By Deb Murphy

Over the past two weeks, four Eastern Sierra entities took the first leery step to enable the Eastern Sierra Council of Governments to more actively tackle regional issues.

The four, Bishop, Mammoth, Inyo and Mono, agreed to contribute up to $10,000 toward half of a Town of Mammoth Lakes’ staffer to provide administrative support.

The case was easily made as the ESCOG, made up of two representatives from the four entities, has expanded beyond the initial “information sharing” quarterly meetings to taking the lead in broadband connectivity and now air service.

The second prong of the discussion was a bit tougher. Vaguely defined in Bishop, Inyo and Mono counties’ agendas this week was consideration of a Joint Powers Authority to allow for just that, more power and more authority, in the hands of the ESCOG.

Mammoth held its discussion and vote at its September 19 meeting. Bishop’s City Council went along, approving the second motion, with little discussion. The respective Boards of Supervisors and Mammoth engaged in what was described as “a lively discussion.”

Why is all this news?

The ESCOG has the potential to take on shared challenges. The motions approved this past week could mark the beginning of a very good thing, or not, depending on which side of the lively discussion one fell and how the council conducts business going forward.

Proponents of the development of a JPA stressed that ESCOG members would take whatever actions or direction the entity took back to their respective boards for discussion and approval. The ESCOG meetings come under the Brown Act with posted meetings, etc. It’s not a shadow government.

So, here’s how the discussions played out.

Inyo Supervisor Rick Pucci probably had a broader understanding of Councils of Governments thanks to his previous life as Bishop’s City Administrator. His concern: “issues of significance are not always significant to all the entities.”

Fifth District Supervisor Matt Kingsley wasn’t comfortable with another layer of government without a clearer definition of the JPA. Kingsley reminded the Board his district including the east county desert communities was very far removed from Mammoth Lakes.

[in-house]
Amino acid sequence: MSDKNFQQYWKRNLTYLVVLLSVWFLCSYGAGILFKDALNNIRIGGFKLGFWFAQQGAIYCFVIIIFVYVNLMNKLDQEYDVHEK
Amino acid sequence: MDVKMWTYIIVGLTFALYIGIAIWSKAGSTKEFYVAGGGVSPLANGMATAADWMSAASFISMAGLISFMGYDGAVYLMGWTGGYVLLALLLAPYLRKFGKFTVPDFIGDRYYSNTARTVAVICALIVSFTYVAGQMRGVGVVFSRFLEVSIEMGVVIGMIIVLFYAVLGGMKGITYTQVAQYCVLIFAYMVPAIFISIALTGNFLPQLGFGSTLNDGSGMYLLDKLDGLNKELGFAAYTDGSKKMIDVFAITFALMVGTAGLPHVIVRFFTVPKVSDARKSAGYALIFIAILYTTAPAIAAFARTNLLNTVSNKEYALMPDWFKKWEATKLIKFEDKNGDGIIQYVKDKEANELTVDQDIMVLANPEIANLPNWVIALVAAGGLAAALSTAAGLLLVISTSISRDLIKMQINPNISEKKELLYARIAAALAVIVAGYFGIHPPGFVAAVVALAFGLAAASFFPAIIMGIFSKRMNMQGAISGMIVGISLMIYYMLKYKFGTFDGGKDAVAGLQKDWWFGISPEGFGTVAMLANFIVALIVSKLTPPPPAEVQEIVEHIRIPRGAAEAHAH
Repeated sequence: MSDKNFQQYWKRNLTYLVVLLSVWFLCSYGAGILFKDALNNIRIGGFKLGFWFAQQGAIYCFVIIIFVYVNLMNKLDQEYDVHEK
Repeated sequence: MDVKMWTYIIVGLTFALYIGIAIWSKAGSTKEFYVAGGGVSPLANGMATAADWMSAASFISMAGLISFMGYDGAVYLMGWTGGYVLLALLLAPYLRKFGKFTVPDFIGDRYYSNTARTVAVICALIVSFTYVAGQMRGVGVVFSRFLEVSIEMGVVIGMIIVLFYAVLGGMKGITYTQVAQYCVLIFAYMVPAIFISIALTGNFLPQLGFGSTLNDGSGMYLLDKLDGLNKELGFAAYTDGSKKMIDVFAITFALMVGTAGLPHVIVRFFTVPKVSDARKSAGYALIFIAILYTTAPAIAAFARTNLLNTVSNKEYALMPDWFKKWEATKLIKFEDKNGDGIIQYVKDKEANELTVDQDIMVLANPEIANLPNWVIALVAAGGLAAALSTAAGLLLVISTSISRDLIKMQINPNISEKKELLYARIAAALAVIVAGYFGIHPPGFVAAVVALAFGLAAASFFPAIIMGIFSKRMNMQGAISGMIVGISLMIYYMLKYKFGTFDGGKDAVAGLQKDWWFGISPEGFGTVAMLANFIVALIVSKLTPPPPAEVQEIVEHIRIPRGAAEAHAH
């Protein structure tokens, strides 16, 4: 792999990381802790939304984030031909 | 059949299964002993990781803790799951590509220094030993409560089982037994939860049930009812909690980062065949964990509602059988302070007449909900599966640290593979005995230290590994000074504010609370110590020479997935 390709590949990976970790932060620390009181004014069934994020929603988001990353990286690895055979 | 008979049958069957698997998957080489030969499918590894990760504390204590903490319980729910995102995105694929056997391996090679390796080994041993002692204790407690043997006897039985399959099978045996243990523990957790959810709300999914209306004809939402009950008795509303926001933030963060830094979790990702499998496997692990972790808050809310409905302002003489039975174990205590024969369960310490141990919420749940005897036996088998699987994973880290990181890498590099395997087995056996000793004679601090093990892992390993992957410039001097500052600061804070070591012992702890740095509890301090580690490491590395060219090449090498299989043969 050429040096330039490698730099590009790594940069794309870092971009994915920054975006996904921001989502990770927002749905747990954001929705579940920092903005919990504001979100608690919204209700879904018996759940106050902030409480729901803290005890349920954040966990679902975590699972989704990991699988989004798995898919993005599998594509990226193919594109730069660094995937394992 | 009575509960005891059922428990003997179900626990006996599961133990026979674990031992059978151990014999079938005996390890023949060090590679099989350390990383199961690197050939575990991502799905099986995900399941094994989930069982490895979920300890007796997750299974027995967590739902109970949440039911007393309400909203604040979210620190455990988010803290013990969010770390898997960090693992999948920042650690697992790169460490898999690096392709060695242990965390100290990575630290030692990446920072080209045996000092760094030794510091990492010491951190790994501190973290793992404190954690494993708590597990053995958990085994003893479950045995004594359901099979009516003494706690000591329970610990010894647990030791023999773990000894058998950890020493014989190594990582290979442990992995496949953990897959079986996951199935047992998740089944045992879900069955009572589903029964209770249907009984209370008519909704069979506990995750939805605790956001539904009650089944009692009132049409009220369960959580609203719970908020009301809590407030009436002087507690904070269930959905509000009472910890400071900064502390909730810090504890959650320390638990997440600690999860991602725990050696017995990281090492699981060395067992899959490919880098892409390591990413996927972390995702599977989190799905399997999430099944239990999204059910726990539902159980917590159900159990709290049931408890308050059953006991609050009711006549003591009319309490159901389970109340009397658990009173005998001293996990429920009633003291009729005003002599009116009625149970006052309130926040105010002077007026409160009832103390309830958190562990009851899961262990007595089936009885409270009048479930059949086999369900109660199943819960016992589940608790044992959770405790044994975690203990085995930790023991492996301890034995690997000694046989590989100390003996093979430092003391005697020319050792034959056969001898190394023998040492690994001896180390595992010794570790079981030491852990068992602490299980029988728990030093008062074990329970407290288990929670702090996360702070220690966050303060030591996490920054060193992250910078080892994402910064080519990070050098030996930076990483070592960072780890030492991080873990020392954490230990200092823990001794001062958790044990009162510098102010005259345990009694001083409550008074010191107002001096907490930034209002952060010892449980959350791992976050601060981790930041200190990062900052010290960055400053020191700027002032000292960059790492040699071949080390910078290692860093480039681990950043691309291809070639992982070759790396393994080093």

Neither was flatly opposed to exploring a JPA, just more cautious than Supervisor Jeff Griffiths, one of Inyo’s ESCOG representatives.

Mono County Board of Supervisors ended with a 3-2 split in favor of further discussions of a JPA.

District 1 Supervisor Jennifer Halferty came out swinging, arguing the ESCOG didn’t need a JPA to achieve regional goals. “We all need to be working on these goals,” she said.

District 2 Supervisor Fred Stump’s problems with a JPA were similar to Kingsley’s. Stump’s district includes Tri-Valley, along U.S. Route 6. “All ESCOG’s good things haven’t happened in East County,” he said, reminding the Board that, despite ESCOG’s Broadband Consortium, the Tri-Valley doesn’t even have adequate cell service.

Mammoth Town Council dealt with the ESCOG vote at its September 19 meeting, approving further exploration of the JPA 4-1. Councilmember Kirk Sapp was quick to point out the lack of specificity but agreed in concept. Bill Sauser didn’t like “setting up another bureaucratic structure” and wanted to know what other options were available short of a JPA.

Both voted to flesh out details on the JPA. Without really participating in the discussion, Mayor Cleland Hoff was the lone negative vote.

Mono County’s Stump possibly flew the most serious cautionary flag of the multiple discussions. “Strong personalities on a JPA can dominate. We need to make sure there is a balance,” he warned.

That responsibility lies with all four entities and their constituents.

Discover more from Sierra Wave: Eastern Sierra News

Subscribe now to keep reading and get access to the full archive.

Continue reading